The food of the wet, mountainous north was influenced by early French pilgrims walking the pathways of St. James, and by the maize, potatoes, beans and peppers brought back from South America by returning priests. The Visigoths introduced cider apples and pigs leading to dishes such as the Asturian roast pork with apples and cider.  The ebb and flow of religious intolerance can be seen in the foods of Jews who arrived in northern Spain to escape the rule of the Berbers in the 12-13th centuries.  To Claudia’s mind, the famous Tarta di Santiago is a good example.  In this sweet dish of almonds, eggs, sugar, butter and citrus she can see the Jewish Passover cake.

The hot, interior Plain was perfect for ranching and pastoral farming, feeding the rich on roast meats and the poor on “spoon” dishes.  After 1492, the Moriscos (Muslims forced to convert to Christianity) remained in the region until the 17th century leaving a legacy of Moorish dishes which we learnt exceeded that of Andalucia.  The fried breadcrumb dish ‘migas’, now widespread in Spain, came about when the Moors were banned from eating couscous.

The coast and Balearic Islands shared the mild climate and cuisine of other Mediterranean countries.  In Cordoba, on the Ruta de Caliphate, Claudia had enjoyed aubergine soaked in milk, floured, fried and drizzled with honey.  Having eaten a very similar dish in Morocco, it was difficult to argue its origins did not lie in Moorish rule. Later, Catalans re-populated these Arab-taken areas and brought their cuisine to the mix.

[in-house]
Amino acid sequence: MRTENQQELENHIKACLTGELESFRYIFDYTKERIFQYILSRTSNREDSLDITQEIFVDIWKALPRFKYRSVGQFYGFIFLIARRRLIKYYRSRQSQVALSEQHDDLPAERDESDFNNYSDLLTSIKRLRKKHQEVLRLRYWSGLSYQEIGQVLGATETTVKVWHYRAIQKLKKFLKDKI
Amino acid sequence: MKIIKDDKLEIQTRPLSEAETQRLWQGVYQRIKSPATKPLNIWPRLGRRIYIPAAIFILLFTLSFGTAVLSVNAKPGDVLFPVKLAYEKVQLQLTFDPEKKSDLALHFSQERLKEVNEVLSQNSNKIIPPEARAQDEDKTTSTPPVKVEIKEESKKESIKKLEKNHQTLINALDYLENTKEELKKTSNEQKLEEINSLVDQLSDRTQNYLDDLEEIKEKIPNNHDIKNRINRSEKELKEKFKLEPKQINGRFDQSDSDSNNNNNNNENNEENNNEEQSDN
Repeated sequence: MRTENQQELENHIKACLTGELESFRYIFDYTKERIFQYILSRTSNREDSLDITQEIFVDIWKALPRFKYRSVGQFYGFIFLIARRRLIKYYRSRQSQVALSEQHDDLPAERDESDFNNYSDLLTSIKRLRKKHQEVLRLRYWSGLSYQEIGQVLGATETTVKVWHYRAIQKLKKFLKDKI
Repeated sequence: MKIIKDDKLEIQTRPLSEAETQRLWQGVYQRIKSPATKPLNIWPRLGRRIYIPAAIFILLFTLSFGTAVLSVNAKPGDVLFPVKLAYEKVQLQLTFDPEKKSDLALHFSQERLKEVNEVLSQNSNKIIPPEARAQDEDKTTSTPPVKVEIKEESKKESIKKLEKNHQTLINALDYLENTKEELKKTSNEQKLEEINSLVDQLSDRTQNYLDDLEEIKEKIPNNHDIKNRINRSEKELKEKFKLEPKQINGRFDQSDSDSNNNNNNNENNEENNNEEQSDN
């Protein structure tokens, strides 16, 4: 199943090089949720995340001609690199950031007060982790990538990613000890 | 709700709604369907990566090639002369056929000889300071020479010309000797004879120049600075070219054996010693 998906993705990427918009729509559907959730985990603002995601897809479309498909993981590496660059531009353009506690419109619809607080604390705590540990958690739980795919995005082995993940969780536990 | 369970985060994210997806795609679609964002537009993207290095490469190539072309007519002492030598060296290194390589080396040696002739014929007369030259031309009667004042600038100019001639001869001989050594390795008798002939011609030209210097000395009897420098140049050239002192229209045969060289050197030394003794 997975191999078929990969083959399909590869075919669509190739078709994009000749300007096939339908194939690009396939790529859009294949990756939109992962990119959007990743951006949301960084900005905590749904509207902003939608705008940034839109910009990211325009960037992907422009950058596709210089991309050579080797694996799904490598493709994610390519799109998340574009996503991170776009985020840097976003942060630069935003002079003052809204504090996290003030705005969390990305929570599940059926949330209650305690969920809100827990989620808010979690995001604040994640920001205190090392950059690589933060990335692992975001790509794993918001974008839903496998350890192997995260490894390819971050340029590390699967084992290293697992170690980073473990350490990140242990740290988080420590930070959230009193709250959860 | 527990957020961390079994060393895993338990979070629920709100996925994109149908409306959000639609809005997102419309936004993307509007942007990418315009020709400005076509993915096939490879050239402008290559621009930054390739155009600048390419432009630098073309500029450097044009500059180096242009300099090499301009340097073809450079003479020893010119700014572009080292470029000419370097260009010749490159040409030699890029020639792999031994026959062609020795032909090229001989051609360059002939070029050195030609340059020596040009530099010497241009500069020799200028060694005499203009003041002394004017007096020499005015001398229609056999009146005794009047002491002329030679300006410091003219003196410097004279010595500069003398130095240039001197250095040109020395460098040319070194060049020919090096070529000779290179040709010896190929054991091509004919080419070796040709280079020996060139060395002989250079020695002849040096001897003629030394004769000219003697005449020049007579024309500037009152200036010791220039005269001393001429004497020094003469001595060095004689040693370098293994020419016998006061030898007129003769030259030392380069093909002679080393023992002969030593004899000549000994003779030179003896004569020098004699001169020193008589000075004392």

In all regions the clergy exerted a powerful influence over food.  The Catholic decree that fish be eaten on Fridays resulted in salt cod being named as the preferred fish of many Spanish people today, even those living near the sea.  Pork was a tool of the inquisition.  This can be seen in some areas of the country where the sheer number of dishes containing a little pork is a clear sign that the Inquisition was active. On Saturdays the clergy would check for smoke from the chimneys of homes to prove both Muslims and Jews were compliant in their conversions.

As in many European countries, the monasteries were famous for the quality of their cooking and in the convents pastries were baked for benefactors.  Attempting to extract recipes, Claudia was frustrated to find the convent visited was that of a ‘closed order’, with only Sister Immaculata having dispensation to speak.  This significant problem was later resolved by an unintended invitation to the Sisters to become Friends on Facebook where they happily ‘conversed’.

Claudia Roden’s talk was enjoyable if a little disjointed.  The time limit left speaker and audience a little breathless.  A bit more time and we could have benefitted much more from her learned yet engaging approach to her subject.

Talk based on The Food of Spain by Claudia Roden
Pubished by Michael Joseph

This event was organised by the Birkbeck Food Group, part of the Birkbeck Institute for Social Research.